# 2nd PUC Mathematics Notes

# Chapter 1

__Relation & Functions__

**1. What is a relation? **

A relation can be defined as a collection of ordered pairs where the order pairs are formed based on certain condition.

**Eg.** R = {(a,b) [latex]\in[/latex] A X B: a = b}, here a [latex]\in[/latex] A and b [latex]\in[/latex] B

**2. What are the different types of relations?**

The different types of relations are:

- Reflexive relation
- Symmetric relation
- Transitive relation
- Equivalence relation
- Empty relation
- Universal relation

**3. Explain reflexive relation**.

A relation is said to be reflexive if for every a [latex]\in[/latex] A there exists (a, a) in relation R.

**Eg**. Let R be a relation in set {1,2,3} given by {(1,1), (2,2), (3,3)}. Thus R is Reflexive

**4. Explain symmetric relation.**

If ( [latex] a_1 , a_2 [/latex]) [latex]\in[/latex] R implies [latex]\in[/latex] R for All [latex]\in[/latex] A , then such a relation is said to be symmetric relation.

**Eg.** Let R be a relation in set A={1,2,3} given by {(1,2),(2,1),(1,3),(3,1) }. Thus, R is Symmetric.

**5. Explain transitive relation**.

Ans. If ([latex] a_1 , a_2 [/latex])[latex]\in[/latex]R and ([latex] a_2 , a_3 [/latex])[latex]\in[/latex]R implies ([latex] a_1 , a_3 [/latex])[latex]\in[/latex]R for all [latex] a_1 , a_2 , a_3[/latex][latex]\in[/latex]A

then such a relation is said to be transitive relation.

**Eg**. Let R be a relation in set A= {1,2,3} given by {(1,2), (2,1), (1,1)}. Thus, R is Transitive

**6. What is an equivalence relation?**

A relation which is reflexive, symmetric and transitive is called an Equivalence Relation.

**7. What is an empty relation?**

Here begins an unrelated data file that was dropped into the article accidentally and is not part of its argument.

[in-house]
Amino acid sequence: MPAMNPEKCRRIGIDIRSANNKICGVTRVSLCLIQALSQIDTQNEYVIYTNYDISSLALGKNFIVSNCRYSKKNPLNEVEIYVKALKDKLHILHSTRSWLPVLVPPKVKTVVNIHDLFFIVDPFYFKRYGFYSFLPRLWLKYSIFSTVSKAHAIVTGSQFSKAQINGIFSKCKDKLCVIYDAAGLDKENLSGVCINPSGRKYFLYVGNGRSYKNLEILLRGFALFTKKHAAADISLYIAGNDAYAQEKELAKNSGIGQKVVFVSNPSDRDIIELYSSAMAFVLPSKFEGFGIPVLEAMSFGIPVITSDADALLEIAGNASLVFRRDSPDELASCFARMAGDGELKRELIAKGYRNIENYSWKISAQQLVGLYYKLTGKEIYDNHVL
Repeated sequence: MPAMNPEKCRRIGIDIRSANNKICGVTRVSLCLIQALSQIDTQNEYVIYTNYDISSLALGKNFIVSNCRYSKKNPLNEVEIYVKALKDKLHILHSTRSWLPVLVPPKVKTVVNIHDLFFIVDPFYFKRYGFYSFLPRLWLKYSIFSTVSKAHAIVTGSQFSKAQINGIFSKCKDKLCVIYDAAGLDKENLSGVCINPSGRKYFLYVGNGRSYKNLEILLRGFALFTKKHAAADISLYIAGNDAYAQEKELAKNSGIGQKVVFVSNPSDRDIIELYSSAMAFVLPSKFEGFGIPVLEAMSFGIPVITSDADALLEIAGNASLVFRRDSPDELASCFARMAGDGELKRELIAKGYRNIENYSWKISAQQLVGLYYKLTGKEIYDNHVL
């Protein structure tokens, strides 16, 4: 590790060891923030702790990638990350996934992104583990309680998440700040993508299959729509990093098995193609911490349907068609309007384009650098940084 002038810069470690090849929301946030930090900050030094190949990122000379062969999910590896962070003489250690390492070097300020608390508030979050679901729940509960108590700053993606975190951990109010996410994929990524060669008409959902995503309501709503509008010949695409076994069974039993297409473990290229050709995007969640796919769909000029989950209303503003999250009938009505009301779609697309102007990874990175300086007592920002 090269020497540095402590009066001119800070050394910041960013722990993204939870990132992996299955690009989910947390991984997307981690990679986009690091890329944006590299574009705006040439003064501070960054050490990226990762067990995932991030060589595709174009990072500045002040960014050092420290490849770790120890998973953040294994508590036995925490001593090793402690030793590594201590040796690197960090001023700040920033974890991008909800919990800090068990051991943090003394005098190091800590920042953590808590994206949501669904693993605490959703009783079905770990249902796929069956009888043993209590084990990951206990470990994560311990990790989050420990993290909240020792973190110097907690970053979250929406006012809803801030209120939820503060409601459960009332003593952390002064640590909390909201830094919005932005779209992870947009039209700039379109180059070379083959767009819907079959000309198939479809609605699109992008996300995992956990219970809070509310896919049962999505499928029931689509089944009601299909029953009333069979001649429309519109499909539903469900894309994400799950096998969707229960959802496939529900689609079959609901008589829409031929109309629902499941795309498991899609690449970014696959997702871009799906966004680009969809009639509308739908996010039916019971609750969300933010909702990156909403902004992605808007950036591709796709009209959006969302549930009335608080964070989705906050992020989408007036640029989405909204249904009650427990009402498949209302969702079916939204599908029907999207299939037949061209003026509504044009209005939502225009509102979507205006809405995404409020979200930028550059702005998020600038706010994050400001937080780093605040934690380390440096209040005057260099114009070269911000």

It is a relation where each element of set is not related to any element of the same set.

**Eg.** R = {(a, b) A x A: a = -b}. A is set of positive real numbers.

**8.What is universal relation?**

It is a relation where each element of set is related to every element of same set.

**Eg. **R = {(a, b) A x A: a – b is a number}. A is set of positive real numbers

**9. Determine whether the following function is reflexive, symmetric and transitive. Relation R in the set N of natural numbers defined as R = {(x,y): y=x+7 and x<3}.**

Here set A = Set of Natural Numbers = N = {1,2,3, 4….}

R = {(x, y):y = x+7 and x<3} = {(x,x+7): x = 1,2,3}

R = {(1,8),(2,9),(3,10)}

**Reflexive:** For 1 in set A, (1,1) does not belong to relation R

Similarly for 2,3 in set A, (2,2),(3,3) does not belong to relation R. As (x,x) [latex]\notin[/latex] R [latex]\forall[/latex] x [latex]\in[/latex] A, R is not reflexive.

**Symmetric:** (x,x+7)[latex]\in[/latex] R implies that (x+7,x) [latex]\notin[/latex] R, like (2,9) [latex]\in[/latex] R but (9,2) [latex]\notin[/latex] R, R is not symmetric

**Transitive:** (x,x+7) [latex]\in[/latex] R, (x+7,x+14) [latex]\in[/latex] R but (x,x+14) [latex]\notin[/latex] R, R is not transitive.

Hence R is not reflexive, not symmetric and not transitive

**10. Determine whether the following function is reflexive, symmetric and transitive. Relation R in the set A = {1,2,3,4,5,6} defined as R = {(p,q):q is divisible by p}.**

Here set A = {1,2,3,4,5,6} R = {(p, q): q is divisible by p}

**Reflexive: ** For p in set A, (p,p) belongs to relation R as p is divisible by p itself. As (p,p) [latex]\in[/latex] R [latex]\forall[/latex] x [latex]\in[/latex] A, R is reflexive.

**Symmetric:** (p,q)[latex]\in[/latex] R implies that (q,p) [latex]\notin[/latex]R like q may be divisible by p but p may not be divisible by q.

**Example:**10 may be divisible by 2 but 2 is not divisible by 10. R is not symmetric

**Transitive:** (p,q)[latex]\in[/latex] R, (q,r) [latex]\in[/latex]R